36. 36. 11 ILLUSTRATION 04-20 ILLUSTRATION 04-21 You can have lots of fun creating and sharing a personalized collection of faces and vase drawings. Think about creating making unique gifts for your family and friends with this amusing illusion. Consider the following options:  Dig into your imagination and make up a unique facial profile.  Have a friend or family member pose sideways and make a contour drawing of his or her profile.  Take a photo of someone’s facial profile, and use it as a reference for drawing. ILLUSTRATION 04-22 When you have an outline of the side of a face, you can follow the previous instructions to create your personal optical illusion. This photo was the inspiration for my optical illusion. You enhance your artistic development by practicing mental and visual exercises, such as optical illusions. So, put your brain in gear and your pencil in motion and see how many unique illusions you can create!Copyright to all articles, images, text, projects, lessons and exercises within this drawing class belong to Brenda Hoddinott and may not be reproduced or used for any commercial purposes whatsoever without the written permission of Brenda Hoddinott. E-mail bhoddinott@hoddinott.com Web sites http://www.finearteducation.com and http://www.drawspace.com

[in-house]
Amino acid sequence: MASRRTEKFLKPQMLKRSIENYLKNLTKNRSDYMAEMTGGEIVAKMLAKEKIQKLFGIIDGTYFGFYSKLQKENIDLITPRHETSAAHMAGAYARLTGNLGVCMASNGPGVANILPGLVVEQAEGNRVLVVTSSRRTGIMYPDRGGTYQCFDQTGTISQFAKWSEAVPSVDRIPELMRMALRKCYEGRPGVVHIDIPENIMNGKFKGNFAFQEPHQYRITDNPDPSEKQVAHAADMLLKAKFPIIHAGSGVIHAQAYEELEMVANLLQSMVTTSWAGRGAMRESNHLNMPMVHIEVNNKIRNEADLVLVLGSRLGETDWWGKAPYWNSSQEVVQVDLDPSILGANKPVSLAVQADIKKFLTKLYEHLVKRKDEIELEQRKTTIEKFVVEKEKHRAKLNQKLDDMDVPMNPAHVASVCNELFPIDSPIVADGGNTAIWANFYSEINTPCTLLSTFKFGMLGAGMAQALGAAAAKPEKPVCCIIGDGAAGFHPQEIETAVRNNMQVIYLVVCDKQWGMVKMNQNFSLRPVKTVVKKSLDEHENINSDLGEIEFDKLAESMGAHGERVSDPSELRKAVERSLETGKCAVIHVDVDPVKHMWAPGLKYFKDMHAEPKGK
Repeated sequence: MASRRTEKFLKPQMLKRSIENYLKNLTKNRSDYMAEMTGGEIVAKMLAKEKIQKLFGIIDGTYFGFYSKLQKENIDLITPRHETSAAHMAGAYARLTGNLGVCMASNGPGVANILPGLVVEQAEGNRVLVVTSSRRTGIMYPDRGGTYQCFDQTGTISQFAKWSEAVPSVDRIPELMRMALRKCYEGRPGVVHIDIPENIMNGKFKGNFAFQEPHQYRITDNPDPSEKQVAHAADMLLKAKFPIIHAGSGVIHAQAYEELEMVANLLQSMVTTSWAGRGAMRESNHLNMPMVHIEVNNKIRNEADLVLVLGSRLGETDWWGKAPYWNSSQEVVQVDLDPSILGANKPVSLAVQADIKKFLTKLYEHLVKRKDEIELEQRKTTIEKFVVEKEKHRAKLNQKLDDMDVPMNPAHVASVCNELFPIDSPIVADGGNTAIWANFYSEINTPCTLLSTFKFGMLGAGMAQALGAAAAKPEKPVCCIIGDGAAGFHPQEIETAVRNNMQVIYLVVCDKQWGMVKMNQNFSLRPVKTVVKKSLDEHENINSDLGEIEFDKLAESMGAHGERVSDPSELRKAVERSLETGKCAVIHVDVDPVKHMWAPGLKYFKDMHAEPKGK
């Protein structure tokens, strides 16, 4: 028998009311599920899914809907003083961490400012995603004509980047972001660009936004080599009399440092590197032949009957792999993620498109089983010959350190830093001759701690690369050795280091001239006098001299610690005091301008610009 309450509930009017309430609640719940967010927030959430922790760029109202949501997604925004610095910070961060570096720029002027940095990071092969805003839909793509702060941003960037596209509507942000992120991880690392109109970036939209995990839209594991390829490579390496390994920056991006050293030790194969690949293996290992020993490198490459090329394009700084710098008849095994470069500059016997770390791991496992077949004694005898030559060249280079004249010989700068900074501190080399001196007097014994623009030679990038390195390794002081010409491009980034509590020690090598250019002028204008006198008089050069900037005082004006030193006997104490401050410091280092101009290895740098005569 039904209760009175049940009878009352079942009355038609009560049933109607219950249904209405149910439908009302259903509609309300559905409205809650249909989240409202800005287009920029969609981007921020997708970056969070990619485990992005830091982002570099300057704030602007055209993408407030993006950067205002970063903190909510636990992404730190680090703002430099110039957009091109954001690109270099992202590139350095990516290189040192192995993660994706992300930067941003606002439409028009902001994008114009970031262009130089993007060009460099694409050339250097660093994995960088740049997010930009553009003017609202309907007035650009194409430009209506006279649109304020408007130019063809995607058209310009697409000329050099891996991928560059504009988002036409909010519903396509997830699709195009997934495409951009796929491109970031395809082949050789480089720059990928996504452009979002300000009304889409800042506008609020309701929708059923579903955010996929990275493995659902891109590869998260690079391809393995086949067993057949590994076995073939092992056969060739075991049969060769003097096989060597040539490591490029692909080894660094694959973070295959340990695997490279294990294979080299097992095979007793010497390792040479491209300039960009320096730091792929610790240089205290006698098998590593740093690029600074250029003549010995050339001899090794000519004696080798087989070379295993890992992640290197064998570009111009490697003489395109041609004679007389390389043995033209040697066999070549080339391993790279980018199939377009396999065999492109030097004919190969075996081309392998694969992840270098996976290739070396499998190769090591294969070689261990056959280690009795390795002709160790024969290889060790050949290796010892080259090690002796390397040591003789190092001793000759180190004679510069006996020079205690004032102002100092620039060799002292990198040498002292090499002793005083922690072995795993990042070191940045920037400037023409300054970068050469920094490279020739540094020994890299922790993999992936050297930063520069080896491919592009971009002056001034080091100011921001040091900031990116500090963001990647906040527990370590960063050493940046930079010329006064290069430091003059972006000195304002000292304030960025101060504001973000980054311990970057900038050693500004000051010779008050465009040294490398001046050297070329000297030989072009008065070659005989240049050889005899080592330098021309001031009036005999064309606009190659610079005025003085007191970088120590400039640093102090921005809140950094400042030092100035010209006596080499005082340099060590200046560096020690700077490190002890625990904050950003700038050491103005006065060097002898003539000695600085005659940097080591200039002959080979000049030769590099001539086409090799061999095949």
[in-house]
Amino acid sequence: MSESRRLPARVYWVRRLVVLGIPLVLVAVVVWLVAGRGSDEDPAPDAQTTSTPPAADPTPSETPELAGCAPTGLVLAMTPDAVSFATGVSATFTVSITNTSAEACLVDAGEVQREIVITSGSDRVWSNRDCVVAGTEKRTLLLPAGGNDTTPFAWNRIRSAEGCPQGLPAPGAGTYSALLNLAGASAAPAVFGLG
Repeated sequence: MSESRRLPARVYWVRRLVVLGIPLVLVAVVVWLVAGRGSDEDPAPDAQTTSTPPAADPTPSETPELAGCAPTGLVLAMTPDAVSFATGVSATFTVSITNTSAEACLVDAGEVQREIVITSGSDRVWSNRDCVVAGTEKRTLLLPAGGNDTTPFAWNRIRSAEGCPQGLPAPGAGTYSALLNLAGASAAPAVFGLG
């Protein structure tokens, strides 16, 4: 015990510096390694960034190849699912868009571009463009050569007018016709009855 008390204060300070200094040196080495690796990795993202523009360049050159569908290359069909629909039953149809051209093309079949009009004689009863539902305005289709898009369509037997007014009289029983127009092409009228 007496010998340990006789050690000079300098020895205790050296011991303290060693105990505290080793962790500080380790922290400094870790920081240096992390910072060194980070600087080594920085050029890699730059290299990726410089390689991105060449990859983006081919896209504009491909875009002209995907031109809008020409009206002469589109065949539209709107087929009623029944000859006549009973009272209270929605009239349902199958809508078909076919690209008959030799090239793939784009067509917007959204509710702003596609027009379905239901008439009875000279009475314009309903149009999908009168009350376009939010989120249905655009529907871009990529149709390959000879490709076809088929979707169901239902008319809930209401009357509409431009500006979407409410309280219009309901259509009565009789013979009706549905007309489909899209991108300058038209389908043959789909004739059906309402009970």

37. 37. 12 BRENDA HODDINOTT - BIOGRAPHY As a self-educated teacher, visual artist, portraitist, forensic artist, and illustrator, Brenda Hoddinott utilizes diverse art media including graphite, technical pen, colored pencil, chalk pastel, charcoal, conté crayon, and oil paints. My philosophy on teaching art is to focus primarily on the enjoyment aspects while gently introducing the technical and academic. Hence, in creating a passion for the subject matter, the quest for knowledge also becomes enjoyable. >Brenda Hoddinott< Born in St. John’s, Newfoundland, Brenda grew up in the small town of Corner Brook. She developed strong technical competencies with a personal commitment to self directed learning, and the aid of assorted “Learn to Draw” books. During Brenda’s twenty-five year career as a self-educated civilian forensic artist, numerous criminal investigation departments have employed Brenda’s skills, including Royal Canadian Mounted Police and municipal police departments. In 1992, Brenda was honored with a commendation from the Royal Canadian Mounted Police, and in 1994, she was awarded a Certificate of Membership from “Forensic Artists International”. Her home-based art career included graphic design, and teaching recreational drawing and painting classes. As supervisor of her community’s recreational art department, Brenda hired and trained teachers, and designed curriculum for several children’s art programs. In 1998, Brenda chose to end her eighteen-year career as an art educator in order to devote more time to writing, drawing, painting, and developing her websites. Drawspace http://www.drawspace.com incorporate her unique style and innovative approach to curriculum development. These sites offer downloadable and printable drawing classes for students of all abilities from the age of eight through adult. Students of all ages, levels and abilities have praised the simple step-by-step instructional approach. These sites are respected as a resource for fine art educators, home schooling programs, and educational facilities throughout the world. LEARN-TO-DRAW BOOKS BY BRENDA HODDINOTT Drawing for Dummies (2003): Wiley Publishing, Inc., New, York, NY, this 336 page book is available on various websites and in major bookstores internationally. The Complete Idiot’s Guide to Drawing People (2004): Winner of the Alpha-Penguin Book of the Year Award 2004, Alpha - Pearson Education – Macmillan, Indianapolis, IN, this 360 page book is available on various websites and in major bookstores internationally.Copyright to all articles, images, text, projects, lessons and exercises within this drawing class belong to Brenda Hoddinott and may not be reproduced or used for any commercial purposes whatsoever without the written permission of Brenda Hoddinott. E-mail bhoddinott@hoddinott.com Web sites http://www.finearteducation.com and http://www.drawspace.com